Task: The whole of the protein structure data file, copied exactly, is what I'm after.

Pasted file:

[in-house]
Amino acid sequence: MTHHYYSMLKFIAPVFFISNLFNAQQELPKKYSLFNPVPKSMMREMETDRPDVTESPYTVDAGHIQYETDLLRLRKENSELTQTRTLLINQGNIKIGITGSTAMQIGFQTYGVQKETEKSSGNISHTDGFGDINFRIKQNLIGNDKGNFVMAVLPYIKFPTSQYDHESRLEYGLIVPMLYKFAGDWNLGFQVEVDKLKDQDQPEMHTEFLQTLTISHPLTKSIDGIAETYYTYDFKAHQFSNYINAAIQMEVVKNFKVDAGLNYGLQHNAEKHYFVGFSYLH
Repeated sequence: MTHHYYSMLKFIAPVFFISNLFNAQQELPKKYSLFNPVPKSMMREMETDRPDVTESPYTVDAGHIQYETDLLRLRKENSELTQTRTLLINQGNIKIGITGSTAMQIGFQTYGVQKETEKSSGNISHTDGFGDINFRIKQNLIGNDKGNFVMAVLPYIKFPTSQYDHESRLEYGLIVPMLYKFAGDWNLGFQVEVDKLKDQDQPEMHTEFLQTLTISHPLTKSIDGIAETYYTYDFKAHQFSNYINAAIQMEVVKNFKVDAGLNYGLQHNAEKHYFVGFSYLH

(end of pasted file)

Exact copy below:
[in-house]
Amino acid sequence: MTHHYYSMLKFIAPVFFISNLFNAQQELPKKYSLFNPVPKSMMREMETDRPDVTESPYTVDAGHIQYETDLLRLRKENSELTQTRTLLINQGNIKIGITGSTAMQIGFQTYGVQKETEKSSGNISHTDGFGDINFRIKQNLIGNDKGNFVMAVLPYIKFPTSQYDHESRLEYGLIVPMLYKFAGDWNLGFQVEVDKLKDQDQPEMHTEFLQTLTISHPLTKSIDGIAETYYTYDFKAHQFSNYINAAIQMEVVKNFKVDAGLNYGLQHNAEKHYFVGFSYLH
Repeated sequence: MTHHYYSMLKFIAPVFFISNLFNAQQELPKKYSLFNPVPKSMMREMETDRPDVTESPYTVDAGHIQYETDLLRLRKENSELTQTRTLLINQGNIKIGITGSTAMQIGFQTYGVQKETEKSSGNISHTDGFGDINFRIKQNLIGNDKGNFVMAVLPYIKFPTSQYDHESRLEYGLIVPMLYKFAGDWNLGFQVEVDKLKDQDQPEMHTEFLQTLTISHPLTKSIDGIAETYYTYDFKAHQFSNYINAAIQMEVVKNFKVDAGLNYGLQHNAEKHYFVGFSYLH